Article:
An island in Norway "declares war" on the clock and does not want a timetable in light season
The inhabitants of the Sommarøy island in Norway where there is no night 69 days a year want to be "free of the clock" in that period and have more flexible school and work shifts to make the most of the long days of summer.
People on the island of Sommarøy demand the cancellation of ordinary working hours and "conventional time" during the midnight sun period from May 18 to June 26, said Kjell Ove Hveding.
Hveding met this month with lawmakers to deliver a petition signed by dozens of islanders who support the establishment of a "zone without official time" and to analyze any practical and legal obstacle in order to ignore watches either day or night during that time.
"It sounds crazy, but at the same time it's pretty serious."
Sommarøy, located in the north of the Arctic Circle, is dark from November to January. The proposal for the area without official hours seeks to facilitate that the inhabitants, especially students, employees, and workers, take advantage of most of those months of light outside the clock because then the opposite happens.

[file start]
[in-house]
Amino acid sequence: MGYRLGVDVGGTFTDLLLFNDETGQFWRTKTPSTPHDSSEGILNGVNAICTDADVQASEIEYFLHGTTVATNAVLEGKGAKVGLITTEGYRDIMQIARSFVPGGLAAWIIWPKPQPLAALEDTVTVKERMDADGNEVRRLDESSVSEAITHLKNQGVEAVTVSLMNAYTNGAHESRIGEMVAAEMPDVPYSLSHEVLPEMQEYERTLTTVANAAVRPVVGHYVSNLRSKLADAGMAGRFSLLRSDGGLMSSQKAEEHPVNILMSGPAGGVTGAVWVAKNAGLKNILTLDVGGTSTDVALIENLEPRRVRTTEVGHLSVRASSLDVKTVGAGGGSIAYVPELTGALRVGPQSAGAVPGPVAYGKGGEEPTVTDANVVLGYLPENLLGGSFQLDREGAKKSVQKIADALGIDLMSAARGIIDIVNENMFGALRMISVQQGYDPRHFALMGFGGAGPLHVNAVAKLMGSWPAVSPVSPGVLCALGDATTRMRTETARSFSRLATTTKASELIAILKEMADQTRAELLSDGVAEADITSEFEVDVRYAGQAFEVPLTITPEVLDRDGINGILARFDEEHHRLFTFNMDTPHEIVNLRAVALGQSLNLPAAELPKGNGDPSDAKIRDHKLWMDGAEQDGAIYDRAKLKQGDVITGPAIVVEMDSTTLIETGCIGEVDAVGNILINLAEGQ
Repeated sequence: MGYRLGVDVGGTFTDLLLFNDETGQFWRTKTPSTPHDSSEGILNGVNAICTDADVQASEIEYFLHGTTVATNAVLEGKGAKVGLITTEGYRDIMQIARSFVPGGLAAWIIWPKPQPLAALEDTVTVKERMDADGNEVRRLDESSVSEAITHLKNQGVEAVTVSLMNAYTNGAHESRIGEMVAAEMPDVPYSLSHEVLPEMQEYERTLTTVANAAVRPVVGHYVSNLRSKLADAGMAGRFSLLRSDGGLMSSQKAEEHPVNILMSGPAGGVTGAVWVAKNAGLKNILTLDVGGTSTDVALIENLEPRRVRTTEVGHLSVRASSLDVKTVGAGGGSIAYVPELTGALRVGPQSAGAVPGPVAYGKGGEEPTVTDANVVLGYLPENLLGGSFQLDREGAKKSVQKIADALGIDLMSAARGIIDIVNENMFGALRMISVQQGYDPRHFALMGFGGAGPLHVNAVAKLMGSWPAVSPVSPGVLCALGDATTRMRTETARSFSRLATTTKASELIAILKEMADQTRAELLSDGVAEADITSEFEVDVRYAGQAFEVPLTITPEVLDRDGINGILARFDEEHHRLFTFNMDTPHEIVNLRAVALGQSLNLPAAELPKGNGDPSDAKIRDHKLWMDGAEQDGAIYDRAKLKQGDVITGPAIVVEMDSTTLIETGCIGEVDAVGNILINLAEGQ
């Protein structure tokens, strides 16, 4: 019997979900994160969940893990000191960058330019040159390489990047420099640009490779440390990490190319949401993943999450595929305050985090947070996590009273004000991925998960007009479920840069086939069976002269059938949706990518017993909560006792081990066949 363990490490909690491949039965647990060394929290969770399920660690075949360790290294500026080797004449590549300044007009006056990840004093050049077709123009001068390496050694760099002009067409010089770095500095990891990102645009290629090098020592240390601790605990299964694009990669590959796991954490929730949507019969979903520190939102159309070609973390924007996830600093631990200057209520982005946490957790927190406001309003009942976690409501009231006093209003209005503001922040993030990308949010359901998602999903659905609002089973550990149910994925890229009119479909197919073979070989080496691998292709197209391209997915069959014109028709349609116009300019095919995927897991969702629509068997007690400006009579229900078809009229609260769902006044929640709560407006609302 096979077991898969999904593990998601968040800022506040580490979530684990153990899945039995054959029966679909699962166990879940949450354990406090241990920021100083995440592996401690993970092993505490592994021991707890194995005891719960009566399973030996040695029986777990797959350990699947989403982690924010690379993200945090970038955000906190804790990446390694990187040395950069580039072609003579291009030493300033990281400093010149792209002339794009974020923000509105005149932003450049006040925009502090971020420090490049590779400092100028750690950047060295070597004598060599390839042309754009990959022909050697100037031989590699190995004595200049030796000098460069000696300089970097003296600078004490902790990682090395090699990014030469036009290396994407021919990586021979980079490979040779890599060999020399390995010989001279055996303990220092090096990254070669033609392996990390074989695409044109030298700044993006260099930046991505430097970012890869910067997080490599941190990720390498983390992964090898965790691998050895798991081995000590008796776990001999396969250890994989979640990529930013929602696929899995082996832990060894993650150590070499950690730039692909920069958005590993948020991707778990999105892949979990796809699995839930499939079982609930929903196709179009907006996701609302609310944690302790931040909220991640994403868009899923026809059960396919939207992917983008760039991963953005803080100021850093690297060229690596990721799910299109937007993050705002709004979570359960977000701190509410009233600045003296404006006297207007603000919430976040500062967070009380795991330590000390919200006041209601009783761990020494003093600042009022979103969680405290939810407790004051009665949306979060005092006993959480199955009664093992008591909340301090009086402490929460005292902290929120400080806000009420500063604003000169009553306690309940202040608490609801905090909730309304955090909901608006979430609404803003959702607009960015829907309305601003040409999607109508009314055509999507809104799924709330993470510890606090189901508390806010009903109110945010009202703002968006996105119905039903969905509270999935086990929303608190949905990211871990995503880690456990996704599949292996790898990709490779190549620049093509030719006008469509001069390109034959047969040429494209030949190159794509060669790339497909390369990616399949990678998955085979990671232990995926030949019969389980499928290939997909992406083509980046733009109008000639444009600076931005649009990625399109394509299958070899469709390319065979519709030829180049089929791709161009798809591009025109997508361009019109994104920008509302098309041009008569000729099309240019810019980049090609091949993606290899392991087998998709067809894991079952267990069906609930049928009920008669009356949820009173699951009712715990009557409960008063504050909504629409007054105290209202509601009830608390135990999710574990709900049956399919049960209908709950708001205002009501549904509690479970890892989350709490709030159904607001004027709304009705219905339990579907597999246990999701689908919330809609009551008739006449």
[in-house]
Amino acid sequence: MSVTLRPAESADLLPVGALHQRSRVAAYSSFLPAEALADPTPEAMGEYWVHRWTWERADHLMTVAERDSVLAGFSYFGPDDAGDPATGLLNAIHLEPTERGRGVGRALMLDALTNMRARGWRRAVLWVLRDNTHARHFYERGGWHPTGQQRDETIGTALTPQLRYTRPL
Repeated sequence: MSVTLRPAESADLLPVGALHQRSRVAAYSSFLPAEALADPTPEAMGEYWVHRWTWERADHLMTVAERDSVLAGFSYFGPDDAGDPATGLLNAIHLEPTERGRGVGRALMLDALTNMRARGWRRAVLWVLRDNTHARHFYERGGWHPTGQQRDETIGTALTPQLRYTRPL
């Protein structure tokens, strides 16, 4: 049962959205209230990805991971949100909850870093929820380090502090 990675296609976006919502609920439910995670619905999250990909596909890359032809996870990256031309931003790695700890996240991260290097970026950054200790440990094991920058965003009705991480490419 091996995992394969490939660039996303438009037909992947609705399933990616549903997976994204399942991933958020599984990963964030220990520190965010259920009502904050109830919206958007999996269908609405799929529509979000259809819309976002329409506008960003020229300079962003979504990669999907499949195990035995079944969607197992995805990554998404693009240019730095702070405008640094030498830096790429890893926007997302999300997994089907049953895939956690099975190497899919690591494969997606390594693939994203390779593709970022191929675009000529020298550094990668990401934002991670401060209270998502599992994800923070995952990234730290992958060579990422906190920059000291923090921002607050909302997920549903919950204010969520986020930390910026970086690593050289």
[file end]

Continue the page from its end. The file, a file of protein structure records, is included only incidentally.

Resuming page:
Eliminating the official time "is a great solution, although it is possible that a non-scheduled area will not be completely achieved because it will be very complex," Hveding said. "However, we have put the time element on the agenda, and we could get more flexibility ... to adjust to the light of day."
"The proposal also seeks to give peace of mind. I have seen people who suffer tension because they feel pressured by time."
Located west of Tromsoe, the island has 350 inhabitants. Fishing and tourism are the main economic sectors.